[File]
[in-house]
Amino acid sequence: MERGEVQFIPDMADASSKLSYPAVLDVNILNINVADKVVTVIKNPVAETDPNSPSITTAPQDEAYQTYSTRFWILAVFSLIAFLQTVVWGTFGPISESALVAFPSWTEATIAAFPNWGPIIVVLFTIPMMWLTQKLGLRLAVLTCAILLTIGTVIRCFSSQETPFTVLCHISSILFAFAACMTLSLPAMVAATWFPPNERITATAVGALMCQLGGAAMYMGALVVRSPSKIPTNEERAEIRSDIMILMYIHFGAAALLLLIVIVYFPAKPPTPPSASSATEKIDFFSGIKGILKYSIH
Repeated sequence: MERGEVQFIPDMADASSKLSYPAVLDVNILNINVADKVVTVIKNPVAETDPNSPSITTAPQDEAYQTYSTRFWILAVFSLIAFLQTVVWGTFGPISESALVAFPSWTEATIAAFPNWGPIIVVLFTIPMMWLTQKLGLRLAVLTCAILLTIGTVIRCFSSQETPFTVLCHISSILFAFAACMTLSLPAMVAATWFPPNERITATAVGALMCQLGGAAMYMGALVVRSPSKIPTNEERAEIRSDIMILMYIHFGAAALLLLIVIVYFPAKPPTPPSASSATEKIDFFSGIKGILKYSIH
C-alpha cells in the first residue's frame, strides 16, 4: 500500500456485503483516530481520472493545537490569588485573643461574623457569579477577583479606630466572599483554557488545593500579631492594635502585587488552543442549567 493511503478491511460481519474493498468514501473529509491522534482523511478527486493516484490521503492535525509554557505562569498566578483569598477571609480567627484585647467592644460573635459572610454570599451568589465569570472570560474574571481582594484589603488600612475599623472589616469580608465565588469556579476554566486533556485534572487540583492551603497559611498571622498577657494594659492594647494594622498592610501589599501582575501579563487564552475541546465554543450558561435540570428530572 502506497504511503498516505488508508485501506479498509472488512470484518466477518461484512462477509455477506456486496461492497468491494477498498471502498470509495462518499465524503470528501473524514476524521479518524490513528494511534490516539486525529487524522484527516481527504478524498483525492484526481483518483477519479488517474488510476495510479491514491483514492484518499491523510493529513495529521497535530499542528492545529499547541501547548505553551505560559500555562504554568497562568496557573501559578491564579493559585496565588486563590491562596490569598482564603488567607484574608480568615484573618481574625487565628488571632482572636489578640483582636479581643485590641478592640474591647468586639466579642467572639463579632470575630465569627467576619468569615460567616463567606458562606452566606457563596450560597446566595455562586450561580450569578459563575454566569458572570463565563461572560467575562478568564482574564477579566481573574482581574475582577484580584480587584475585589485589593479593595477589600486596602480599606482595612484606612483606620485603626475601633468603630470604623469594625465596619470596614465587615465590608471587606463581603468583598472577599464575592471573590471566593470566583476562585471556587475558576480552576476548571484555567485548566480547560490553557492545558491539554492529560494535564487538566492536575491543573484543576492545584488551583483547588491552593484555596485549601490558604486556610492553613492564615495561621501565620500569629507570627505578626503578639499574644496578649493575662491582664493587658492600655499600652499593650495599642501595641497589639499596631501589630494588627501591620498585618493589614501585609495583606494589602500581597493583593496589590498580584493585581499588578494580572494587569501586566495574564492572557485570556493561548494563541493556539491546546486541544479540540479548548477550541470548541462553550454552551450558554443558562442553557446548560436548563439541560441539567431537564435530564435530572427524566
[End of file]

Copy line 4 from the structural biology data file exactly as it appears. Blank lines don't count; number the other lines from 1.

C-alpha cells in the first residue's frame, strides 16, 4: 500500500456485503483516530481520472493545537490569588485573643461574623457569579477577583479606630466572599483554557488545593500579631492594635502585587488552543442549567 493511503478491511460481519474493498468514501473529509491522534482523511478527486493516484490521503492535525509554557505562569498566578483569598477571609480567627484585647467592644460573635459572610454570599451568589465569570472570560474574571481582594484589603488600612475599623472589616469580608465565588469556579476554566486533556485534572487540583492551603497559611498571622498577657494594659492594647494594622498592610501589599501582575501579563487564552475541546465554543450558561435540570428530572 502506497504511503498516505488508508485501506479498509472488512470484518466477518461484512462477509455477506456486496461492497468491494477498498471502498470509495462518499465524503470528501473524514476524521479518524490513528494511534490516539486525529487524522484527516481527504478524498483525492484526481483518483477519479488517474488510476495510479491514491483514492484518499491523510493529513495529521497535530499542528492545529499547541501547548505553551505560559500555562504554568497562568496557573501559578491564579493559585496565588486563590491562596490569598482564603488567607484574608480568615484573618481574625487565628488571632482572636489578640483582636479581643485590641478592640474591647468586639466579642467572639463579632470575630465569627467576619468569615460567616463567606458562606452566606457563596450560597446566595455562586450561580450569578459563575454566569458572570463565563461572560467575562478568564482574564477579566481573574482581574475582577484580584480587584475585589485589593479593595477589600486596602480599606482595612484606612483606620485603626475601633468603630470604623469594625465596619470596614465587615465590608471587606463581603468583598472577599464575592471573590471566593470566583476562585471556587475558576480552576476548571484555567485548566480547560490553557492545558491539554492529560494535564487538566492536575491543573484543576492545584488551583483547588491552593484555596485549601490558604486556610492553613492564615495561621501565620500569629507570627505578626503578639499574644496578649493575662491582664493587658492600655499600652499593650495599642501595641497589639499596631501589630494588627501591620498585618493589614501585609495583606494589602500581597493583593496589590498580584493585581499588578494580572494587569501586566495574564492572557485570556493561548494563541493556539491546546486541544479540540479548548477550541470548541462553550454552551450558554443558562442553557446548560436548563439541560441539567431537564435530564435530572427524566